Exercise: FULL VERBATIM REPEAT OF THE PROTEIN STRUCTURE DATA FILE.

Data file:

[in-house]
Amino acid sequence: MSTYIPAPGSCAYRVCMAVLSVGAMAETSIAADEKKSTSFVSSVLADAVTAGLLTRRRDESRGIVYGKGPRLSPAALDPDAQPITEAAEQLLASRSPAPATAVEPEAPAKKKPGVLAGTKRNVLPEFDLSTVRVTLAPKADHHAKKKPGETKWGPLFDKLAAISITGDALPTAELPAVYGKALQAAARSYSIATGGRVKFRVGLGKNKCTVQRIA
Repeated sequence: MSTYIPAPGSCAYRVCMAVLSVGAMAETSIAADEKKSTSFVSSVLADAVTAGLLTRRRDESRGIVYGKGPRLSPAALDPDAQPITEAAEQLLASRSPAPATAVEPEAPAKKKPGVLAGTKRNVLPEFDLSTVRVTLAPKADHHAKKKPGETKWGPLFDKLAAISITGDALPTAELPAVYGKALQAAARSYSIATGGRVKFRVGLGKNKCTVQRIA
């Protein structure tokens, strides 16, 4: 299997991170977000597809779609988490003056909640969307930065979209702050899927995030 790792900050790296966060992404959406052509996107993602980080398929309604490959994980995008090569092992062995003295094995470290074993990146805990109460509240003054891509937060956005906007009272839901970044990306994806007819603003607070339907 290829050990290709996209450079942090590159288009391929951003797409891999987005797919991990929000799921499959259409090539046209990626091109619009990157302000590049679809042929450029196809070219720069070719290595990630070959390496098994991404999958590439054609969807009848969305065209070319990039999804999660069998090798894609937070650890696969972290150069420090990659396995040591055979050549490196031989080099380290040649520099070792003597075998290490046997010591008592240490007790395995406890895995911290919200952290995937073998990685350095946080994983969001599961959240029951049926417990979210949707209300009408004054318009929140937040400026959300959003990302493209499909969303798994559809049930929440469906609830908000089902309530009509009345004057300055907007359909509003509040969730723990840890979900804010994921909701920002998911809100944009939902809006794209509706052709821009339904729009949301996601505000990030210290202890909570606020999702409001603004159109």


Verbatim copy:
[in-house]
Amino acid sequence: MSTYIPAPGSCAYRVCMAVLSVGAMAETSIAADEKKSTSFVSSVLADAVTAGLLTRRRDESRGIVYGKGPRLSPAALDPDAQPITEAAEQLLASRSPAPATAVEPEAPAKKKPGVLAGTKRNVLPEFDLSTVRVTLAPKADHHAKKKPGETKWGPLFDKLAAISITGDALPTAELPAVYGKALQAAARSYSIATGGRVKFRVGLGKNKCTVQRIA
Repeated sequence: MSTYIPAPGSCAYRVCMAVLSVGAMAETSIAADEKKSTSFVSSVLADAVTAGLLTRRRDESRGIVYGKGPRLSPAALDPDAQPITEAAEQLLASRSPAPATAVEPEAPAKKKPGVLAGTKRNVLPEFDLSTVRVTLAPKADHHAKKKPGETKWGPLFDKLAAISITGDALPTAELPAVYGKALQAAARSYSIATGGRVKFRVGLGKNKCTVQRIA
């Protein structure tokens, strides 16, 4: 299997991170977000597809779609988490003056909640969307930065979209702050899927995030 790792900050790296966060992404959406052509996107993602980080398929309604490959994980995008090569092992062995003295094995470290074993990146805990109460509240003054891509937060956005906007009272839901970044990306994806007819603003607070339907 290829050990290709996209450079942090590159288009391929951003797409891999987005797919991990929000799921499959259409090539046209990626091109619009990157302000590049679809042929450029196809070219720069070719290595990630070959390496098994991404999958590439054609969807009848969305065209070319990039999804999660069998090798894609937070650890696969972290150069420090990659396995040591055979050549490196031989080099380290040649520099070792003597075998290490046997010591008592240490007790395995406890895995911290919200952290995937073998990685350095946080994983969001599961959240029951049926417990979210949707209300009408004054318009929140937040400026959300959003990302493209499909969303798994559809049930929440469906609830908000089902309530009509009345004057300055907007359909509003509040969730723990840890979900804010994921909701920002998911809100944009939902809006794209509706052709821009339904729009949301996601505000990030210290202890909570606020999702409001603004159109």